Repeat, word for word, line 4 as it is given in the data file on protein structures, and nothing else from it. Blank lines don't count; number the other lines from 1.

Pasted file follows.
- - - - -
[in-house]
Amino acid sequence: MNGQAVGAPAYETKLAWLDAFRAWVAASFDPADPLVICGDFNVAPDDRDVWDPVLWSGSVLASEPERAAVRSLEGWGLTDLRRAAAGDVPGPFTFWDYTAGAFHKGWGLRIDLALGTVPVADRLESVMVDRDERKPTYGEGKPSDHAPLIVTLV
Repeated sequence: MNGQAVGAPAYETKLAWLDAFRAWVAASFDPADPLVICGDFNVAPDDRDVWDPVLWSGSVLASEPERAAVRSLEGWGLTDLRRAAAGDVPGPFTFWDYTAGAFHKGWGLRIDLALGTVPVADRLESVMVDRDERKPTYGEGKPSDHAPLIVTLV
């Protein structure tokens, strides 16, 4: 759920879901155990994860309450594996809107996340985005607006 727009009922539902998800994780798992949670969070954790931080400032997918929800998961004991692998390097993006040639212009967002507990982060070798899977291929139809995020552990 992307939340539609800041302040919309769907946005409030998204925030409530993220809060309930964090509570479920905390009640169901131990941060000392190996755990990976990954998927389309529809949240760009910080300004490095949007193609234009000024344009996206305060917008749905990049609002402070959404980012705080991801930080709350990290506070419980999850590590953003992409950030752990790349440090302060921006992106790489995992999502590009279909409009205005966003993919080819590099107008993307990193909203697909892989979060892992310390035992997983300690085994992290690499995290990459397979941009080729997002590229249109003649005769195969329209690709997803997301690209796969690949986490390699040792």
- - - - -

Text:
């Protein structure tokens, strides 16, 4: 759920879901155990994860309450594996809107996340985005607006 727009009922539902998800994780798992949670969070954790931080400032997918929800998961004991692998390097993006040639212009967002507990982060070798899977291929139809995020552990 992307939340539609800041302040919309769907946005409030998204925030409530993220809060309930964090509570479920905390009640169901131990941060000392190996755990990976990954998927389309529809949240760009910080300004490095949007193609234009000024344009996206305060917008749905990049609002402070959404980012705080991801930080709350990290506070419980999850590590953003992409950030752990790349440090302060921006992106790489995992999502590009279909409009205005966003993919080819590099107008993307990193909203697909892989979060892992310390035992997983300690085994992290690499995290990459397979941009080729997002590229249109003649005769195969329209690709997803997301690209796969690949986490390699040792």